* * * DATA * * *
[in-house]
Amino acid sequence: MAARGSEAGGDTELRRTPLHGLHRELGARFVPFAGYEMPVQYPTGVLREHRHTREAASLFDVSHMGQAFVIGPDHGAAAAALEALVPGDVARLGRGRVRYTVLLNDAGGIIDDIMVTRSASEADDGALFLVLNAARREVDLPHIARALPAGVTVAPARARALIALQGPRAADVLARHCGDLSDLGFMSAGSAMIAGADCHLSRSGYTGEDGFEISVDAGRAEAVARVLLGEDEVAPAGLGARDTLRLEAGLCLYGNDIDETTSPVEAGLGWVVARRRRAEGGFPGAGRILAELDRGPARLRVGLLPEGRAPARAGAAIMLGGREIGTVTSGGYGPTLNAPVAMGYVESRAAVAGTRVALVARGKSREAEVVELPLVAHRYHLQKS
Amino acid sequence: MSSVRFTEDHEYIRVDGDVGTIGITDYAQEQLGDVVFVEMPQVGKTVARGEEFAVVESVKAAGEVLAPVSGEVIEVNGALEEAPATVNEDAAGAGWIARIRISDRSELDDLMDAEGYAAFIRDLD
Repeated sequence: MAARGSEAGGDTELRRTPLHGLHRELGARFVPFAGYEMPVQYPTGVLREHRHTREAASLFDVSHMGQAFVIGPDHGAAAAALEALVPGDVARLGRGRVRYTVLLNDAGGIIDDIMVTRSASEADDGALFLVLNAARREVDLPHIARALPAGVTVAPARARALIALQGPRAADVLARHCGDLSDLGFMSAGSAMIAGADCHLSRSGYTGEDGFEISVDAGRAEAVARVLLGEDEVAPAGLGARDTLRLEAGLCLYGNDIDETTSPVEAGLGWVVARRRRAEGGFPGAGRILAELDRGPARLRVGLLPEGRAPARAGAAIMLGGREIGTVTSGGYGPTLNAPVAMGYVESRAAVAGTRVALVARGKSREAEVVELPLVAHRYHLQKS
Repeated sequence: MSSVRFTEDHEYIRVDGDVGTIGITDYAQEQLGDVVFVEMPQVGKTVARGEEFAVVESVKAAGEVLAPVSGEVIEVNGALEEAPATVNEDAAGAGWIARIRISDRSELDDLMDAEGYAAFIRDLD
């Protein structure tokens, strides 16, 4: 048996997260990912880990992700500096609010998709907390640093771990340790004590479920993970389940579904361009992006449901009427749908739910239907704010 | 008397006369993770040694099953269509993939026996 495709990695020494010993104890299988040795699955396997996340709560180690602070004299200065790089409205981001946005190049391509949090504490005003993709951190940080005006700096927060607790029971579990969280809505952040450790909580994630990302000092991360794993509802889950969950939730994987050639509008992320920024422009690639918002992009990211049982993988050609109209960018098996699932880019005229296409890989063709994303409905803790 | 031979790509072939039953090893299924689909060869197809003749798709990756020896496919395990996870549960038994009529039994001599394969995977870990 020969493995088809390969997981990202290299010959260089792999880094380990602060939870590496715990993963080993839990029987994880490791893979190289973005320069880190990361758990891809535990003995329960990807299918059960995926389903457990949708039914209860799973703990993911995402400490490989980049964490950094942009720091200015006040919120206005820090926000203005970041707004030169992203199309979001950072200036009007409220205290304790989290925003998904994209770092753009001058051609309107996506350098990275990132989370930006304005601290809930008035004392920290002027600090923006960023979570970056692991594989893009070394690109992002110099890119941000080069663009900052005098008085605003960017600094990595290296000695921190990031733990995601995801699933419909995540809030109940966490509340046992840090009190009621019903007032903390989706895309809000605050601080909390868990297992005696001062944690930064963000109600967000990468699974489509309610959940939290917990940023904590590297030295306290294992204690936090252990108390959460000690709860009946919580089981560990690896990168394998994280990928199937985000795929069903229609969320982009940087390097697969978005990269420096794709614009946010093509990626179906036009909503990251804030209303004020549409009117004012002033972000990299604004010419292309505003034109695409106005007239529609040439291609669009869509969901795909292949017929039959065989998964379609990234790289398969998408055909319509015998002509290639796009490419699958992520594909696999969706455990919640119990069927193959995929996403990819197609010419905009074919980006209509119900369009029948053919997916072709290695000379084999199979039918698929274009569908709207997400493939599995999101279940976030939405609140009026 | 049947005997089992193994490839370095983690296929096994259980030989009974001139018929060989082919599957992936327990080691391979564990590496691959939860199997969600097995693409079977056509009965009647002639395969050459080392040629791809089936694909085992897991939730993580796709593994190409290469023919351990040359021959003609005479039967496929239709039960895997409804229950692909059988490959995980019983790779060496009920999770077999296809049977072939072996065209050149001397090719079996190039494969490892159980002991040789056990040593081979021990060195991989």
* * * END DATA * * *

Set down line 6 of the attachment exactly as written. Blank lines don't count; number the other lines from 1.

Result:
């Protein structure tokens, strides 16, 4: 048996997260990912880990992700500096609010998709907390640093771990340790004590479920993970389940579904361009992006449901009427749908739910239907704010 | 008397006369993770040694099953269509993939026996 495709990695020494010993104890299988040795699955396997996340709560180690602070004299200065790089409205981001946005190049391509949090504490005003993709951190940080005006700096927060607790029971579990969280809505952040450790909580994630990302000092991360794993509802889950969950939730994987050639509008992320920024422009690639918002992009990211049982993988050609109209960018098996699932880019005229296409890989063709994303409905803790 | 031979790509072939039953090893299924689909060869197809003749798709990756020896496919395990996870549960038994009529039994001599394969995977870990 020969493995088809390969997981990202290299010959260089792999880094380990602060939870590496715990993963080993839990029987994880490791893979190289973005320069880190990361758990891809535990003995329960990807299918059960995926389903457990949708039914209860799973703990993911995402400490490989980049964490950094942009720091200015006040919120206005820090926000203005970041707004030169992203199309979001950072200036009007409220205290304790989290925003998904994209770092753009001058051609309107996506350098990275990132989370930006304005601290809930008035004392920290002027600090923006960023979570970056692991594989893009070394690109992002110099890119941000080069663009900052005098008085605003960017600094990595290296000695921190990031733990995601995801699933419909995540809030109940966490509340046992840090009190009621019903007032903390989706895309809000605050601080909390868990297992005696001062944690930064963000109600967000990468699974489509309610959940939290917990940023904590590297030295306290294992204690936090252990108390959460000690709860009946919580089981560990690896990168394998994280990928199937985000795929069903229609969320982009940087390097697969978005990269420096794709614009946010093509990626179906036009909503990251804030209303004020549409009117004012002033972000990299604004010419292309505003034109695409106005007239529609040439291609669009869509969901795909292949017929039959065989998964379609990234790289398969998408055909319509015998002509290639796009490419699958992520594909696999969706455990919640119990069927193959995929996403990819197609010419905009074919980006209509119900369009029948053919997916072709290695000379084999199979039918698929274009569908709207997400493939599995999101279940976030939405609140009026 | 049947005997089992193994490839370095983690296929096994259980030989009974001139018929060989082919599957992936327990080691391979564990590496691959939860199997969600097995693409079977056509009965009647002639395969050459080392040629791809089936694909085992897991939730993580796709593994190409290469023919351990040359021959003609005479039967496929239709039960895997409804229950692909059988490959995980019983790779060496009920999770077999296809049977072939072996065209050149001397090719079996190039494969490892159980002991040789056990040593081979021990060195991989």